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    This study compared the effect of counter-movement-jump (CMJ)-based recovery on repeated-sprint-ability (RSA). Eighteen male footballers (16 ± 0 years, 65 ± 10 kg, 1.74 ± 0.10 m) performed three RSA-tests. RSA-1/-3 were performed according to standard procedures, while three CMJs (over 10″) - as a potential fatigue-determinant and/or running mechanics interference--were administered during RSA-2 recoveries. RSA performance, exercise effort (fatigue index [FI], rating of perceived exertion [RPE], blood lactate concentration [BLa]), simple kinematics (steps number), vertical-jump characteristics (stretch-shortening-cycle-efficiency [SSCE] assessed before/after RSA) were investigated. ANOVA showed no differences between RSA-1,-3. During RSA-2, performance was lower than RSA-1/-3, while steps number did not change. During RSA-2, FI, BLa, RPE were higher than RSA-1/-3 (FI +21.10/+20.43%, P<0.05; BLa +16.25/+13.34%, P<0.05; RPE +12.50/+9.57%, P<0.05). During RSA-2, SSCE, as the CMJ/squat-jump-height-ratio, was not significantly different from RSA-1/-3. Passive recovery RSA allows better performance. Yet, RSA CMJ-based recovery is effective in increasing training load (FI, BLa, RPE) without perturbing running mechanics (simple kinematics, SSCE).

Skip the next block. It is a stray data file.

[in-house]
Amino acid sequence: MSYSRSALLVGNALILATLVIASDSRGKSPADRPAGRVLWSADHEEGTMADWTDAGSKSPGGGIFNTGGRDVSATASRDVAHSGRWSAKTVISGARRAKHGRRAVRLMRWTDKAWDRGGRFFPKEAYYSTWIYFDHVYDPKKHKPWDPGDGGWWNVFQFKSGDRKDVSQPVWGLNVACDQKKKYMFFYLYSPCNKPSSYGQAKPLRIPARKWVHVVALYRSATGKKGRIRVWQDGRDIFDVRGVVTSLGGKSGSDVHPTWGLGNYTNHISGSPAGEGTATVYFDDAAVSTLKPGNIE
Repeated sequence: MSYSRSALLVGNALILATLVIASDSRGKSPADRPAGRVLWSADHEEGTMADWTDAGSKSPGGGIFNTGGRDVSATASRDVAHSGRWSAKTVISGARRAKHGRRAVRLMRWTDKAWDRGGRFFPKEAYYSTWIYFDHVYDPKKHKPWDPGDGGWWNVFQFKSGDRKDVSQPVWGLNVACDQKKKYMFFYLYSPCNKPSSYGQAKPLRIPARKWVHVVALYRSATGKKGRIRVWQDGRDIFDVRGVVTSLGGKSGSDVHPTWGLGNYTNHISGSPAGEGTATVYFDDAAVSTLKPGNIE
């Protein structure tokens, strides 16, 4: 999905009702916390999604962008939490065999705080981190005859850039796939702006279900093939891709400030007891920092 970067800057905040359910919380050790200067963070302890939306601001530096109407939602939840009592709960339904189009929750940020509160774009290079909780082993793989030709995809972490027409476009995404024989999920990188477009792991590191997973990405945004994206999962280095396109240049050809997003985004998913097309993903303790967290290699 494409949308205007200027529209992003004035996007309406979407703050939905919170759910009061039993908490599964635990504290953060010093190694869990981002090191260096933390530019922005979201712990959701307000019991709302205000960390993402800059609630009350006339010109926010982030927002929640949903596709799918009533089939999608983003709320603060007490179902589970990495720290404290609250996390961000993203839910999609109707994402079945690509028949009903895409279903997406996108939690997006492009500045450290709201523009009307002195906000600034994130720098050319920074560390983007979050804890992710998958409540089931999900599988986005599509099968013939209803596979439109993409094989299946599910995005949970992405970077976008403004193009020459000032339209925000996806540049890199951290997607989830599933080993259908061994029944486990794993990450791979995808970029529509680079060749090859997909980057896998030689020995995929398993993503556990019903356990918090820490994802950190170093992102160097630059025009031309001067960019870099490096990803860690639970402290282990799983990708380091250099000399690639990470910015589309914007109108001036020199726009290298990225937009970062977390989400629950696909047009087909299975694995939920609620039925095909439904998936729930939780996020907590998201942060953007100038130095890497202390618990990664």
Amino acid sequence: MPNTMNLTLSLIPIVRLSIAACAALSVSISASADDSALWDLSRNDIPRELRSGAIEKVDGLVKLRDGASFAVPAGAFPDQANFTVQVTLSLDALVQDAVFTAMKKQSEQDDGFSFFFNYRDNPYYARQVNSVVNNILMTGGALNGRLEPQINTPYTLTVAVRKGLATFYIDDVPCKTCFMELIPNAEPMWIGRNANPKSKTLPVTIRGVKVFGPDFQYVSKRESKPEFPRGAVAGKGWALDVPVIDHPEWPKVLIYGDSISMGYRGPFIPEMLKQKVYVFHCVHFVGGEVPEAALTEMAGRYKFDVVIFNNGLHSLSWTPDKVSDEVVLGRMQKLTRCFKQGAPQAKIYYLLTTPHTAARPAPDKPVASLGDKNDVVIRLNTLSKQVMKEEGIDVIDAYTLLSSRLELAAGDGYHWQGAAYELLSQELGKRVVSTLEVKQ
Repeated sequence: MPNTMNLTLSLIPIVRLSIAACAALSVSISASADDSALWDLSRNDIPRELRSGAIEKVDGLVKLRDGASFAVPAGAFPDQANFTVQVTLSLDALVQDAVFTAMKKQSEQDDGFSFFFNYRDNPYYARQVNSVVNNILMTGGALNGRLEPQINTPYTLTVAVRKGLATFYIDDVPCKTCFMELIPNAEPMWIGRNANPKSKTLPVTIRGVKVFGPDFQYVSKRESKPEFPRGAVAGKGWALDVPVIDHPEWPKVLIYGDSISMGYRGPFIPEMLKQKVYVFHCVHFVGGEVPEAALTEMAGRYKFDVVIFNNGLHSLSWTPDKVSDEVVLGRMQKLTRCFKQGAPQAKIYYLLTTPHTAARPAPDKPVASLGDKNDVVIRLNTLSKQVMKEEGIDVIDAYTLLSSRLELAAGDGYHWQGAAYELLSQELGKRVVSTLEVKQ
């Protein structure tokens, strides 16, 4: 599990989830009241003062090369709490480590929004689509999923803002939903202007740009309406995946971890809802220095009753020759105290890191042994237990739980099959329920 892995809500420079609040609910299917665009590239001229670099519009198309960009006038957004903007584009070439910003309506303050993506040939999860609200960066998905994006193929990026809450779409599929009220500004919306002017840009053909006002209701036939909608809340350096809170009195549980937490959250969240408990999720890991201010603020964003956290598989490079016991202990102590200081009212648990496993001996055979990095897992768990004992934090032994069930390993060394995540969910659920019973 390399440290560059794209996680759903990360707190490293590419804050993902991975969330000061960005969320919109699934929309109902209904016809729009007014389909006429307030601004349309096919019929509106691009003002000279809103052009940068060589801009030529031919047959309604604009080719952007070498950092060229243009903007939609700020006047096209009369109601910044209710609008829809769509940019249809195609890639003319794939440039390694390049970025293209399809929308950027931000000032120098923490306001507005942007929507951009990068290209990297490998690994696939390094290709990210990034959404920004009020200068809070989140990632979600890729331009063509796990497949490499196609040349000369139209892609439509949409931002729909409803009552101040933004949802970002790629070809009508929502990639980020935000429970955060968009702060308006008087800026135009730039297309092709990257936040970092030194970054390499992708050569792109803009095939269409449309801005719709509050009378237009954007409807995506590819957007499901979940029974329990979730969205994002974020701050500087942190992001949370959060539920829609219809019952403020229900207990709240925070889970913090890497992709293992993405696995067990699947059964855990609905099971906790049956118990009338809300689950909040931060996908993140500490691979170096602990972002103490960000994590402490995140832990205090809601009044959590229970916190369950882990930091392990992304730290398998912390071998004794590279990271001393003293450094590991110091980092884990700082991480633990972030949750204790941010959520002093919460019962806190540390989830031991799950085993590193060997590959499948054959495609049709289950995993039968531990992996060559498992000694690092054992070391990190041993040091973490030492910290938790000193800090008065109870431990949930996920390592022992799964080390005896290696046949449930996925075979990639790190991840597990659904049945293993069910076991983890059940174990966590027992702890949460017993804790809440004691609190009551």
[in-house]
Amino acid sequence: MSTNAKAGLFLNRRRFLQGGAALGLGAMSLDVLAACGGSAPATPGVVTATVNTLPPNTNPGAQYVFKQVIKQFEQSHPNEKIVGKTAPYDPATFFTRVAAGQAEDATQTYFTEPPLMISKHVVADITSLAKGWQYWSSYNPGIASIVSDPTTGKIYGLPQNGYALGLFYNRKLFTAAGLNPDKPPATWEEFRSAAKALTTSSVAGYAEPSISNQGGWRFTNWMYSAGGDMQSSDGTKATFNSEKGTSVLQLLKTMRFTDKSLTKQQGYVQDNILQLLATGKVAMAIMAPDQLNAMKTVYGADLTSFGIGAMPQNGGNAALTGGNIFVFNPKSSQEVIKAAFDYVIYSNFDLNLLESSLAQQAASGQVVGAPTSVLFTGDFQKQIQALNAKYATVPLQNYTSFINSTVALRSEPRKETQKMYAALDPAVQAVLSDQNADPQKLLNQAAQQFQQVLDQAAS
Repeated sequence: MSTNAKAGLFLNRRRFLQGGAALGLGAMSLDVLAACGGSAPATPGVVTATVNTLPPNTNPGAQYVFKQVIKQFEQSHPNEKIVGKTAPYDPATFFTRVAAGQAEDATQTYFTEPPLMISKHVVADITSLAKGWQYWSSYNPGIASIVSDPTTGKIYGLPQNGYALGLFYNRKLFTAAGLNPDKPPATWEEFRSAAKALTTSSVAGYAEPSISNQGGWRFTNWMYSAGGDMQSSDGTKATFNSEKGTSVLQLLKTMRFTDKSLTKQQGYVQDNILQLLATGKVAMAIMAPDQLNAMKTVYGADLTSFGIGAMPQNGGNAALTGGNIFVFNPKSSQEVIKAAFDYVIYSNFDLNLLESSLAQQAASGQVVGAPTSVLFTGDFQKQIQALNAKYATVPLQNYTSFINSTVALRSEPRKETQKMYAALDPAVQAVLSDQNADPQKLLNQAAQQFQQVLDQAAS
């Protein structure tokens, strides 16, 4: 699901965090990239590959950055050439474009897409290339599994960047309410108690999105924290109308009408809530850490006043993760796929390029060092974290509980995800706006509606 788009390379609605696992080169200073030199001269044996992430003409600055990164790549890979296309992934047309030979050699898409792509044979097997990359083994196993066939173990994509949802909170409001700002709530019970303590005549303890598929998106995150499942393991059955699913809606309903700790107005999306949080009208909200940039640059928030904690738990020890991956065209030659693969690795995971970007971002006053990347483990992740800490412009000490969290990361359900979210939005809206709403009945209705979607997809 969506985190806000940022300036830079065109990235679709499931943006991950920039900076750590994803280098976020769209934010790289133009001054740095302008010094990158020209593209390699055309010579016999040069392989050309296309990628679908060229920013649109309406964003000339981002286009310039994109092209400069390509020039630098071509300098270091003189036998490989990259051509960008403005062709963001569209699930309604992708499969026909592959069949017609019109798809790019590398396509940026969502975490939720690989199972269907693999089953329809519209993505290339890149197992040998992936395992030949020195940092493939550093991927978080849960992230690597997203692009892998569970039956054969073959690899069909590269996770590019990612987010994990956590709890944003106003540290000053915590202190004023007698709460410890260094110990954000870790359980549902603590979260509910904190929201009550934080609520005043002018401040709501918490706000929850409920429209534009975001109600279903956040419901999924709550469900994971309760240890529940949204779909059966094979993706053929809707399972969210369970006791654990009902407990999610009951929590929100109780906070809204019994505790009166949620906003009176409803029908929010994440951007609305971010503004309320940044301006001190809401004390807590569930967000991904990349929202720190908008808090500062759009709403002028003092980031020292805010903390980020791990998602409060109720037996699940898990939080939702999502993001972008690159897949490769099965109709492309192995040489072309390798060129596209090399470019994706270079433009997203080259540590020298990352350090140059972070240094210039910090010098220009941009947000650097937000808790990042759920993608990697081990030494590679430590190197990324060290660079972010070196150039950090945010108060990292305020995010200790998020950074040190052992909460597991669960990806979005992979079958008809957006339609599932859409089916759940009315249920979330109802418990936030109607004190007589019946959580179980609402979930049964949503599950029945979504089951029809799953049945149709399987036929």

J Padulo, M Tabben, G Attene, L P Ardigò, W Dhahbi, K Chamari. The Impact of Jumping during Recovery on Repeated Sprint Ability in Young Soccer Players. Research in sports medicine (Print). 2015;23(3):240-52

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    PMID: 26038845

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